‘There’s also lack of IT infrastructure to actually ensure the integrity of the certification process and traceability and the ability to interact with trading partners when we are not part of European IT infrastructure,’ he says.
Aldiss says industry is concerned about access to vets, including those working in abattoirs and the farming sector – both traditionally dependent on migrant workers.
Rating improved from amber last year
Most veterinary medicines available on the UK market are imported from or via the EU.
The predictable supply of products to the UK is dependent on functioning supply chains that are in turn dependent to a large extent on the Dover-Calais short straits.
The National Office of Animal Health (NOAH), which represents the UK animal medicines industry, says an EU trade deal with practical arrangements at borders is a ‘key priority’ to ensure the smooth movement of products from the end of this year.
However, NOAH insists it has a ‘good degree of confidence’ in the continued availability of animal medicines because animal health companies have worked hard on EU exit preparations and contingency planning, both in terms of regulatory requirements and their supply chains such as warehousing, stocks and routes.
‘From a supply chain perspective, if delays around Kent and the short straits become protracted, lasting for several weeks to months, then this could potentially eventually cause a supply issue, outside of the animal health industry’s control,’ the organisation says.
BVA president Russell says there are no significant concerns just now about veterinary medicines supply after Brexit. The BVA is monitoring the situation ‘in close dialogue’ with NOAH and the Veterinary Medicines Directorate (VMD).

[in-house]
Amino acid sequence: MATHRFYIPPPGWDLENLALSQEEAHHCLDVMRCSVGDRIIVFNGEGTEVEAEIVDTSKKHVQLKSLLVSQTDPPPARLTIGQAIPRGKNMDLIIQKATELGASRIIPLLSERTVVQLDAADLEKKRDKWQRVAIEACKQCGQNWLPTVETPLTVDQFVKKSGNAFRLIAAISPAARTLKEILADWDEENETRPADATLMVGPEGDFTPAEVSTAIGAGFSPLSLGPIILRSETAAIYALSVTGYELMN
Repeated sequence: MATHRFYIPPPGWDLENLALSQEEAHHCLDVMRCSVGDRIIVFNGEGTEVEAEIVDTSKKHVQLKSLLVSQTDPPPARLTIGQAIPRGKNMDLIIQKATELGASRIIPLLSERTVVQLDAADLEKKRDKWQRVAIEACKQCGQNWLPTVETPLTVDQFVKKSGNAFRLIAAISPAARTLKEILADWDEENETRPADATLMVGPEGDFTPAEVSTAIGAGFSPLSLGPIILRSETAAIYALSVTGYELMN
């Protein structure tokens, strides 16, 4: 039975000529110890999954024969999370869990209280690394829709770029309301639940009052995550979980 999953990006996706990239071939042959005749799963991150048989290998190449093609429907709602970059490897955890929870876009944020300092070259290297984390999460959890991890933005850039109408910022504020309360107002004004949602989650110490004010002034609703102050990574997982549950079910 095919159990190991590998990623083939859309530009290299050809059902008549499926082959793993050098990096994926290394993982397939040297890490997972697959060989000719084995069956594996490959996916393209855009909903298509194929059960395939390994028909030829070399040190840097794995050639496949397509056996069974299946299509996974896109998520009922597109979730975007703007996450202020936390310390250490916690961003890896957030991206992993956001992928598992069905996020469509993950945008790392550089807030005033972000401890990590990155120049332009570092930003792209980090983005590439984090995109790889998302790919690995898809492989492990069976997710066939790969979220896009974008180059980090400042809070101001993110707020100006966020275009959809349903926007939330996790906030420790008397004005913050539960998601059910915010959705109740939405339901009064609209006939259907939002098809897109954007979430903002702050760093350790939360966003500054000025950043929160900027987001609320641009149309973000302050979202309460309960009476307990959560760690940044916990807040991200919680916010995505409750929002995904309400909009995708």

Russell says there are robust measures in place to mitigate against problems, as there were before Brexit, such as lifting restrictions on medicines that can be temporarily used as alternatives, or prioritising emergency use ‘if absolutely necessary’ in the short term.
‘We know many vets have had questions from clients about stock levels. There would clearly be concerns if supplies fell short during periods of peak seasonal demand, or if vaccines or medicines for controlling long-term conditions started to run low,’ he says.
NOAH says it is working with the VMD and government to prepare for the post-transition period, looking at the opportunities for UK agriculture in future trade and for new animal health product innovation.
It adds that, from a regulatory point of view, there is ‘adequate clarity’ on the requirements to place veterinary medicines on the market in the UK following the end of the transition period.
The VMD says it has ‘robust and well-established arrangements’ with the veterinary pharmaceutical industry for dealing with any supply issues that may arise.
The Irish border
Rating unchanged from last year
The unique situation on the island of Ireland continues to present unique challenges
The unique situation on the island of Ireland continues to present unique challenges. ‘No change there, then,’ as many a keen follower of the Brexit process might say.
A special protocol for Northern Ireland was meant to ensure the free flow of goods across the border with the Republic of Ireland, part of the EU, in the event of no-deal.
But there is a new spanner in the works. The UK’s controversial Internal Market Bill threatens to disapply parts of the protocol – in breach of commitments – without, so far, crashing trade talks. The precise scale of future checks on livestock and products of animal origin moving between Northern Ireland and Great Britain remains unclear.
Defra secretary of state Eustice has said that in the event of no new trade agreement being reached with the EU, the government in Westminster could take some matters concerning veterinary checks, for example on agrifood goods, into its own hands.
Susan Cunningham, president of the BVA’s Northern Ireland branch, says vets in the province are already ‘doing their best to be in a position to meet whatever expectations result from the conclusion of negotiations’.
She says the Northern Ireland Department of Agriculture, Environment and Rural Affairs has conceded that it will be a ‘monumental challenge’ to have new port checks in place by the end of the transition period.
‘We will continue to work hard to support our clients and the agricultural industry alongside making an urgent case for more clarity to help us to prepare,’ says Cunningham. ●